Tortoises at RV Parks in the US - Does anyone know how this happened?

Lizen.hayes

New Member
Location (City and/or State)
Johns Creek
At the beginning of December, I took my little family on a week-long RV trip. This was our first time RVing and we went from Atlanta to The Gulf of Mississippi, New Orleans, Galveston, TX, San Antonio, and then back. When we stopped at an RV park near Galveston we met a HUUUUGE Sulcata Tortoise! He was about 3 times the size of the 18-year-old Sulcata I take care of at the nature preserve! He had to be at least 200lbs, if not bigger! He had a smallish enclosure (for his size) right in the middle of a mini-golf course! Apparently, he also had a mate that was in the burrow. I was speaking with the groundskeeper and he was telling me that they laid eggs and had baby Sulcatas not too long ago. Then, at our next stop in San Antonio, we met a couple at the RV park that had also encountered tortoises at several other RV parks. I wanted to post a picture of this huge old guy and to ask anyone if they knew anything about how all these tortoises ended up at these various RV parks in the US. Maybe you have heard stories or encountered a few on your own adventures?

Tort.PNG
 

AgataP

Well-Known Member
Tortoise Club
Location (City and/or State)
Seattle, WA
Many people get sulcatas when they are hatchlings because they are oh so cute. However they get less cute (to uneducated owners) as they grow. Many people take the approach of “Free Willy”. Instead of taking the responsibility of owning a huge tortoise they let them go. Sulcatas are also famous for getting out of enclosures and going for adventures. Yes they love the heat but they are tough and can survive some low temps. I just seen a video few weeks back of a guy finding a Sulcata in a parking lot. So my guess is people get a baby sulcata than they let them go. RV parks, golf courses, camp spots are busy spots so chances are someone will find the tort. In a warmer zones torts will find a place to live. I mean golf course must be very attractive to a tortoise. All that green grass, sprinklers, sun - I would move in. Some owners will let them stay as “tourist attraction”. Guess some find mates and start hatching and now we have a problem .....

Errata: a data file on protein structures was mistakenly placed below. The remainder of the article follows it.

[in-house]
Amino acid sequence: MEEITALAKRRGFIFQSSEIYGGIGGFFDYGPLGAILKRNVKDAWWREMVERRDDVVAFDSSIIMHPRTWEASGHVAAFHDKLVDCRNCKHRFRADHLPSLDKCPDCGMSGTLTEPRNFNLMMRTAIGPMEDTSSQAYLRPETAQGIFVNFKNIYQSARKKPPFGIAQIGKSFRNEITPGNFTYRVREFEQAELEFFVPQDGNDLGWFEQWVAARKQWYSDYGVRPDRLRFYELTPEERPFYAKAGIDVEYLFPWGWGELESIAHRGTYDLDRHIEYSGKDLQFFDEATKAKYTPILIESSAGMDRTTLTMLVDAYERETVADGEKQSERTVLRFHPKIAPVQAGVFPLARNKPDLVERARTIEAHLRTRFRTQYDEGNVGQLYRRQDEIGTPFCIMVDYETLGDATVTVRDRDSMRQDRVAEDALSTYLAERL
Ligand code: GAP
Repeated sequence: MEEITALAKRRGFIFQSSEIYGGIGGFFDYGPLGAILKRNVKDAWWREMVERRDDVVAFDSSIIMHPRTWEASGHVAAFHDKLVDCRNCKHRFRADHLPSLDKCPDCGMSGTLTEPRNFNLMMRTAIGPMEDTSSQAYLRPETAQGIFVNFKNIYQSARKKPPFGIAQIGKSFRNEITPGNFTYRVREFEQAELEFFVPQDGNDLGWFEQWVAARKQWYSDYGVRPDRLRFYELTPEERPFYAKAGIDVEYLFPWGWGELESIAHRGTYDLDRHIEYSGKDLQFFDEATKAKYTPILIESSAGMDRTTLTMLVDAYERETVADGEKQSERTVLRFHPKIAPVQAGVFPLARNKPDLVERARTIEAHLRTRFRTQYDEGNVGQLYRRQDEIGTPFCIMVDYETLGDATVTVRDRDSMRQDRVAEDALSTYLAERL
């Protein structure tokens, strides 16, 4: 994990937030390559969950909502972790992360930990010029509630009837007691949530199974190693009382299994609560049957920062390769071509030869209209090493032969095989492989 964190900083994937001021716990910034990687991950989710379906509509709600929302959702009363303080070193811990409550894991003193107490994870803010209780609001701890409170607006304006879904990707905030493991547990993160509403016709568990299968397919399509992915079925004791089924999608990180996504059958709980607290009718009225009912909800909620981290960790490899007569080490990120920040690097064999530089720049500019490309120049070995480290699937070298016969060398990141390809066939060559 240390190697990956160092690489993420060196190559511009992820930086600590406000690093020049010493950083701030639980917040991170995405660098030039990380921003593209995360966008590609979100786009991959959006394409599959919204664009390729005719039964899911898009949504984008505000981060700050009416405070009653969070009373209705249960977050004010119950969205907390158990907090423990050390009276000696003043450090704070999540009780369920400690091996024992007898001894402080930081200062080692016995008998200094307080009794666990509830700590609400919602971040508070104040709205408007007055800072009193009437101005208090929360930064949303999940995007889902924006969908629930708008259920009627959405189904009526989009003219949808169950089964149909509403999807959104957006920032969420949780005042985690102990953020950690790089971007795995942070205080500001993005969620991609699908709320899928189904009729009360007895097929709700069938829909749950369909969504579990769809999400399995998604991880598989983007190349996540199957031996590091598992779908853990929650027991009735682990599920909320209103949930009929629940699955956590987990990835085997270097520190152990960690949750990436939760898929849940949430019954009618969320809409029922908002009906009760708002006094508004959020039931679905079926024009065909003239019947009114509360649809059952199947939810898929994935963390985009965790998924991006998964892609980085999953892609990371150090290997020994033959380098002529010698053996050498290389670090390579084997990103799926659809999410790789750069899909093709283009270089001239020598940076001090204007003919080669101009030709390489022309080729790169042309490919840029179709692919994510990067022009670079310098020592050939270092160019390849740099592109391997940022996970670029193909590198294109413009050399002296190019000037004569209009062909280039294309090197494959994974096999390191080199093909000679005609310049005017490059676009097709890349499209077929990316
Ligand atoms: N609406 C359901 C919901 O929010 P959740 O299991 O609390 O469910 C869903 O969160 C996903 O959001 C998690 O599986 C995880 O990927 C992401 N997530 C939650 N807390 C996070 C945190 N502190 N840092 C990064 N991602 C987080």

Often people take two torts because “they get so lonely”, then they probably release both. This is all just my speculation. However when I lived in Poland we ended up with massive amounts of Russian tortoises that were dumped off illegal transports on the borders. They are not native to Poland but for some time we were finding torts all over. My friend found my old Russian tort half melted into and asphalt. He/she lived a good life. I strongly believe that releasing tortoises into the wild is something that is happening everywhere.
 

Lizen.hayes

New Member
Location (City and/or State)
Johns Creek
I think you are right in your assumption that people just "release" the tortoises. I wish more people would educate themselves on the animals they are taking into their homes and understand the time commitment. We have taken in quite a few animals at our preserve, including our Sulcata. We have a former pet King Snake, who was obese when we first took him and we have been working with him to keep him moving around and get him stronger. We also have a few former pet ducks, who we have had to rehab and get healthy because people just don't understand how to take care of the animal they "wanted". We can't take any more former pets because as a non-profit we can't always afford to take care of them. It's hard because I want to help ALL of them!
 
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